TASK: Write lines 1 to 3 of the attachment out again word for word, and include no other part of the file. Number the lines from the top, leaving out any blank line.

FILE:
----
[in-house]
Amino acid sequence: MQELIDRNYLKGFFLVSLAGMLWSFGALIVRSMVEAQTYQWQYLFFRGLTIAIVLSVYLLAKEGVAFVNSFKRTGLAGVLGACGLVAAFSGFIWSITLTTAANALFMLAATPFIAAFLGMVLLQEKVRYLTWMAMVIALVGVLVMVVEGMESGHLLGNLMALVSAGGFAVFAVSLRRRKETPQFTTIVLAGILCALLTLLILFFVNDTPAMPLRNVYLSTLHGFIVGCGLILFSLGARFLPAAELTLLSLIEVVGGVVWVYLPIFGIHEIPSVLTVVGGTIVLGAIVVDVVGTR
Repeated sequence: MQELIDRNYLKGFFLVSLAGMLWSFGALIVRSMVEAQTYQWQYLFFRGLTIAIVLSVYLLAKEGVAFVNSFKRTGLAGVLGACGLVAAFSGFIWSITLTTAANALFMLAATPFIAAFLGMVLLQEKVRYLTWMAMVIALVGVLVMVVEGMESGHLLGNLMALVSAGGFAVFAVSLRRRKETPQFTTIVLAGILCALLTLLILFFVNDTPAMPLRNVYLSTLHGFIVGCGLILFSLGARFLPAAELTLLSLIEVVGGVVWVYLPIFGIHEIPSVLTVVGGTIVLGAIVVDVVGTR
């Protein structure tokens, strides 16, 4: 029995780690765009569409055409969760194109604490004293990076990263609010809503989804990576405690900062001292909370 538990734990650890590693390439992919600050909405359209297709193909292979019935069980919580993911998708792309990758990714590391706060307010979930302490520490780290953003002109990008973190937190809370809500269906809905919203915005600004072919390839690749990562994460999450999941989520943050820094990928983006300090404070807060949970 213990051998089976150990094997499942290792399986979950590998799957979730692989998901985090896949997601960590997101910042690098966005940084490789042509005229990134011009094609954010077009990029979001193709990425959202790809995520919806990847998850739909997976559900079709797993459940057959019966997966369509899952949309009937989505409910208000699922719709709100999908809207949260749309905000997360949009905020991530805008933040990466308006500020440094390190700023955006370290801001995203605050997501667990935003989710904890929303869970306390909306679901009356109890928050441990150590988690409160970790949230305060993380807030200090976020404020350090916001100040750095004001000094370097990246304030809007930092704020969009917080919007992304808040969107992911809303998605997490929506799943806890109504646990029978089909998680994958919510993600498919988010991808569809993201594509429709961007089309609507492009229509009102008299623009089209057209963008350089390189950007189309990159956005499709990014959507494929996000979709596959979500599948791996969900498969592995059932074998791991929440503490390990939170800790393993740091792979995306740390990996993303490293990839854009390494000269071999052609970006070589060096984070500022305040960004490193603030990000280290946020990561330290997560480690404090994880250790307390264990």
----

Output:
[in-house]
Amino acid sequence: MQELIDRNYLKGFFLVSLAGMLWSFGALIVRSMVEAQTYQWQYLFFRGLTIAIVLSVYLLAKEGVAFVNSFKRTGLAGVLGACGLVAAFSGFIWSITLTTAANALFMLAATPFIAAFLGMVLLQEKVRYLTWMAMVIALVGVLVMVVEGMESGHLLGNLMALVSAGGFAVFAVSLRRRKETPQFTTIVLAGILCALLTLLILFFVNDTPAMPLRNVYLSTLHGFIVGCGLILFSLGARFLPAAELTLLSLIEVVGGVVWVYLPIFGIHEIPSVLTVVGGTIVLGAIVVDVVGTR
Repeated sequence: MQELIDRNYLKGFFLVSLAGMLWSFGALIVRSMVEAQTYQWQYLFFRGLTIAIVLSVYLLAKEGVAFVNSFKRTGLAGVLGACGLVAAFSGFIWSITLTTAANALFMLAATPFIAAFLGMVLLQEKVRYLTWMAMVIALVGVLVMVVEGMESGHLLGNLMALVSAGGFAVFAVSLRRRKETPQFTTIVLAGILCALLTLLILFFVNDTPAMPLRNVYLSTLHGFIVGCGLILFSLGARFLPAAELTLLSLIEVVGGVVWVYLPIFGIHEIPSVLTVVGGTIVLGAIVVDVVGTR